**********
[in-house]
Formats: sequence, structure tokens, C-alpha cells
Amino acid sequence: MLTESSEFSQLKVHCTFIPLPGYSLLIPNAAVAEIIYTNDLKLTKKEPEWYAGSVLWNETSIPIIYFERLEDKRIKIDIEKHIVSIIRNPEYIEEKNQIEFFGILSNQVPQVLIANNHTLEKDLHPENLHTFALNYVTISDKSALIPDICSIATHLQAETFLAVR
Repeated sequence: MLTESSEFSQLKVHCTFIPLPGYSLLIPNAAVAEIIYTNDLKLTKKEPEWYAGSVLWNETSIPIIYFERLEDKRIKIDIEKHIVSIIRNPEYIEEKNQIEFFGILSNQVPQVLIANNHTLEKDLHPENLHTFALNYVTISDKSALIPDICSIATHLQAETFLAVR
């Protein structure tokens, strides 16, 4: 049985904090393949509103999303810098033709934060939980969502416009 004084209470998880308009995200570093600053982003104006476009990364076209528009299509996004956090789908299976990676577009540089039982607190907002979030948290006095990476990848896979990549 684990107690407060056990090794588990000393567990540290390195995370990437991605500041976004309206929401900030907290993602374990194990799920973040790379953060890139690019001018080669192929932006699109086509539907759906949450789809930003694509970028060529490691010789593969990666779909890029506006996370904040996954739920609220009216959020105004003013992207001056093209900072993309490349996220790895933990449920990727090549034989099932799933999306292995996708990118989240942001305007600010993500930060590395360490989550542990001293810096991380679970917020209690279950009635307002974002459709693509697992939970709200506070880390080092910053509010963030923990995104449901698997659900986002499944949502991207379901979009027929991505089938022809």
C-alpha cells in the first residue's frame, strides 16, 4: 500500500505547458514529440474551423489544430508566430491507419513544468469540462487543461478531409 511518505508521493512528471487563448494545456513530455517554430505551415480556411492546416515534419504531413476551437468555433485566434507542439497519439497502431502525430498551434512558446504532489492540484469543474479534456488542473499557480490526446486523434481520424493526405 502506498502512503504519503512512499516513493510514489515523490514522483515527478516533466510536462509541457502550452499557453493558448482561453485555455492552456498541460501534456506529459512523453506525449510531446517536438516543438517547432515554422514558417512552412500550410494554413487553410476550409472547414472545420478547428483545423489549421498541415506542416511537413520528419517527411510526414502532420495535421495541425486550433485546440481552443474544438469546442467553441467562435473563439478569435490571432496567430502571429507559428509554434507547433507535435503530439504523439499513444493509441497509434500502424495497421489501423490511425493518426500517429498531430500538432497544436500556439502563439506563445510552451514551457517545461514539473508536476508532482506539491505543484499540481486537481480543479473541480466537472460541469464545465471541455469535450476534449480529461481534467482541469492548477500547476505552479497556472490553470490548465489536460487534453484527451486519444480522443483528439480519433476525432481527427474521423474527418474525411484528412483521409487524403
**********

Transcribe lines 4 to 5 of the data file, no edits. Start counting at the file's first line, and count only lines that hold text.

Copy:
Repeated sequence: MLTESSEFSQLKVHCTFIPLPGYSLLIPNAAVAEIIYTNDLKLTKKEPEWYAGSVLWNETSIPIIYFERLEDKRIKIDIEKHIVSIIRNPEYIEEKNQIEFFGILSNQVPQVLIANNHTLEKDLHPENLHTFALNYVTISDKSALIPDICSIATHLQAETFLAVR
């Protein structure tokens, strides 16, 4: 049985904090393949509103999303810098033709934060939980969502416009 004084209470998880308009995200570093600053982003104006476009990364076209528009299509996004956090789908299976990676577009540089039982607190907002979030948290006095990476990848896979990549 684990107690407060056990090794588990000393567990540290390195995370990437991605500041976004309206929401900030907290993602374990194990799920973040790379953060890139690019001018080669192929932006699109086509539907759906949450789809930003694509970028060529490691010789593969990666779909890029506006996370904040996954739920609220009216959020105004003013992207001056093209900072993309490349996220790895933990449920990727090549034989099932799933999306292995996708990118989240942001305007600010993500930060590395360490989550542990001293810096991380679970917020209690279950009635307002974002459709693509697992939970709200506070880390080092910053509010963030923990995104449901698997659900986002499944949502991207379901979009027929991505089938022809």